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Still Waiting On Witty

GlaxoSmithKline is one of the handful of drug companies on the front lines of the fight against the flu.

In fact, it is the only company that has products on both sides. GSK makes a vaccine and an antiviral. In the third quarter, GSK today reported that it sold nearly $300 million worth of the inhalable flu-fighter Relenza. That’s a more than 10-fold increase from a year ago.

And CEO Andrew Witty reportedly forecast around $1.6 billion worth of flu shot sales in the fourth quarter.

With all of the stories on shortages as well as the rumors and misinformation swirling about regarding vaccines, the flu and the medications to treat it, you’d think Witty would want to get out in front of it all. Wrong.

Witty has been running one of the world’s biggest drug companies for nearly a year-and-a-half now and he has yet to come on CNBC. In his early days, I was told he didn’t like doing TV, but to be patient. I was willing to give him a grace period. But then, I saw that he started doing TV “interviews” on GSK’s Web site. I’m almost certain it’s all softball stuff and that everything is pretty canned, coached and nearly scripted.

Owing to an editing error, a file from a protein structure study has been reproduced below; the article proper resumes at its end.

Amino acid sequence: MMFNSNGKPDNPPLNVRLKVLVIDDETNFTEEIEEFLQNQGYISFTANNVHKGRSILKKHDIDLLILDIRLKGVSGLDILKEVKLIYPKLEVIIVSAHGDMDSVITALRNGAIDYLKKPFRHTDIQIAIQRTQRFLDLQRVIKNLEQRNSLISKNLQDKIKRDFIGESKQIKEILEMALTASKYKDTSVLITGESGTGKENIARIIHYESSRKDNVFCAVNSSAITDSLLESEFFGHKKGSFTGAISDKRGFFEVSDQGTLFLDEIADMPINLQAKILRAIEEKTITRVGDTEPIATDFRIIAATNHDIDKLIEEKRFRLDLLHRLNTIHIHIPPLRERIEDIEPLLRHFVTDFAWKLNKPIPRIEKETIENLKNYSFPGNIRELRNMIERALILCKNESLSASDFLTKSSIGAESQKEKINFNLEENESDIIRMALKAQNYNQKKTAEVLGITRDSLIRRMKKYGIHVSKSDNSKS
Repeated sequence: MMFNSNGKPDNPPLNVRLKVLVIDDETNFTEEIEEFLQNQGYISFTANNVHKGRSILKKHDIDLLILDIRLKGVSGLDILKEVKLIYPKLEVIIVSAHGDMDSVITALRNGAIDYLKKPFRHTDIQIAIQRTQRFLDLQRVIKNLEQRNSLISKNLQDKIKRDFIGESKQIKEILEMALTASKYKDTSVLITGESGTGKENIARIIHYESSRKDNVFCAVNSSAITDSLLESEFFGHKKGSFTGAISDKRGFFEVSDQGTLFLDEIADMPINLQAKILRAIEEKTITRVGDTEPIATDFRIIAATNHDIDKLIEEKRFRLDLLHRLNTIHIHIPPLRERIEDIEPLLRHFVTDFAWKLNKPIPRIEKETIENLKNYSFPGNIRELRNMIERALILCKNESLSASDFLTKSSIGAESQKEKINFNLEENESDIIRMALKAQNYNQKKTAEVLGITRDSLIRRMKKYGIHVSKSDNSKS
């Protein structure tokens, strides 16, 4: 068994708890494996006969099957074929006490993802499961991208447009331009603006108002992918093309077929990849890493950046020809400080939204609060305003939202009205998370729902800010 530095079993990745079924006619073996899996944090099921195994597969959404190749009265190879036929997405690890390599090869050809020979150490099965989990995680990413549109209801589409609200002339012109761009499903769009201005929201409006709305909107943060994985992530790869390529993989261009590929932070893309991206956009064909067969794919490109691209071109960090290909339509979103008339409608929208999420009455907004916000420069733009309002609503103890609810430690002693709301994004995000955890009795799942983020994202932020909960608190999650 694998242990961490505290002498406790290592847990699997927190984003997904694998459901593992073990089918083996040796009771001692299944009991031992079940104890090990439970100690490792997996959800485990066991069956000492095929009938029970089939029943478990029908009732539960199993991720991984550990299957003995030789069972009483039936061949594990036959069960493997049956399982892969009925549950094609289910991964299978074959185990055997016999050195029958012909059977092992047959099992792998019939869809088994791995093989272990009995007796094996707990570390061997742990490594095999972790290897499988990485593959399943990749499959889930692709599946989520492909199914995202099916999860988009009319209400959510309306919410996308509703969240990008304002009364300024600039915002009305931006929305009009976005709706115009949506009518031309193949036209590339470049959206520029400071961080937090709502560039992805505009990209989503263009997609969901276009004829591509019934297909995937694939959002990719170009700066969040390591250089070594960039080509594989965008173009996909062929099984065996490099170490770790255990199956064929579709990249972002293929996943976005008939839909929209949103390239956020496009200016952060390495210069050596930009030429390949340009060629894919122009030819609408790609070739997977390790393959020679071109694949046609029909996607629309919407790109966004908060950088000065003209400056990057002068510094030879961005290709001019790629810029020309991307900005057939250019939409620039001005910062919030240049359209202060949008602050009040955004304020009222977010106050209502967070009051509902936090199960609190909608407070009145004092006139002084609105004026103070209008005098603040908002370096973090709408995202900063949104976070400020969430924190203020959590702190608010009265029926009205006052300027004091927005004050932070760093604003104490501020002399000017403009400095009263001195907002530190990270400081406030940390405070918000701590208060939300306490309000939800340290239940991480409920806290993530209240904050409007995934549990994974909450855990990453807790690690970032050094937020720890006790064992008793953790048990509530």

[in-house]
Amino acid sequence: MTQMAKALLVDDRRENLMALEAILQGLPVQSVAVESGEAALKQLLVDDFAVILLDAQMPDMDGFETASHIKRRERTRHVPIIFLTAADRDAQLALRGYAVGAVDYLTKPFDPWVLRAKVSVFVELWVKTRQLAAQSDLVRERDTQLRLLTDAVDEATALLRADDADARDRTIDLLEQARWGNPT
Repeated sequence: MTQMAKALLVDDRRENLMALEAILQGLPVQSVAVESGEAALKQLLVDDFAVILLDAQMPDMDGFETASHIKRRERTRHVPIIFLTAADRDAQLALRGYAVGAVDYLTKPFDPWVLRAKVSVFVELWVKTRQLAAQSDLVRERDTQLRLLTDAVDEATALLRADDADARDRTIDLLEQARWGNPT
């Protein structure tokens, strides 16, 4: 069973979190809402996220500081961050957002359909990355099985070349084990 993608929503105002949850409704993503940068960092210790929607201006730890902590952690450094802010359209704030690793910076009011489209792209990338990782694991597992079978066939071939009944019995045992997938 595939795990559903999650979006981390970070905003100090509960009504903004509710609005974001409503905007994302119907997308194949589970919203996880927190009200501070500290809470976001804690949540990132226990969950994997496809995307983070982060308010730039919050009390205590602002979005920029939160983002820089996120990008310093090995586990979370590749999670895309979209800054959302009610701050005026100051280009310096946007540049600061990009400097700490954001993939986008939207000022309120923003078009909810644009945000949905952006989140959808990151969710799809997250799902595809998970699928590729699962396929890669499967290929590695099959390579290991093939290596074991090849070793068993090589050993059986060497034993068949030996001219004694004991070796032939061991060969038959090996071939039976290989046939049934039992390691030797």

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Last week, Dr. Daniel Vasella of Novartis gave us an interview devoted almost exclusively to the vaccine situation. And this Friday morning I’ll be talking to the CEO of the world’s biggest vaccine maker, Sanofi-Aventis’ Chris Viehbacher . You can bet he will face some tough questions. In what could be a personal subplot to their starkly different media strategies, Viehbacher left GSK after his former colleague Witty beat him out for the top job. Viehbacher has been on CNBC several times. And Witty’s predecessor JP Garnier was a CNBC regular.

In fairness, Witty’s not alone. Jim Cornelius has been in charge of Bristol-Myers Squibb for a few years and has yet to do a TV interview. He does a quarterly telephone conference call with reporters, but I boycott it because it does me absolutely no good as a TV reporter. I work in a visual medium. This isn’t about me being petulant. Sure, I want the get. If I didn’t have that competitive drive, I should be doing something else for a living. I just happen to think that the leaders of publicly-traded companies should be accessible and accountable and be expected to regularly answer questions from reporters in all mediums. That’s one of the reasons they’re paid the big bucks.

Mr. Witty it’s way past time. Let’s do this…now!

Questions? Comments? Pharma@cnbc.com and follow me on Twitter at mhuckman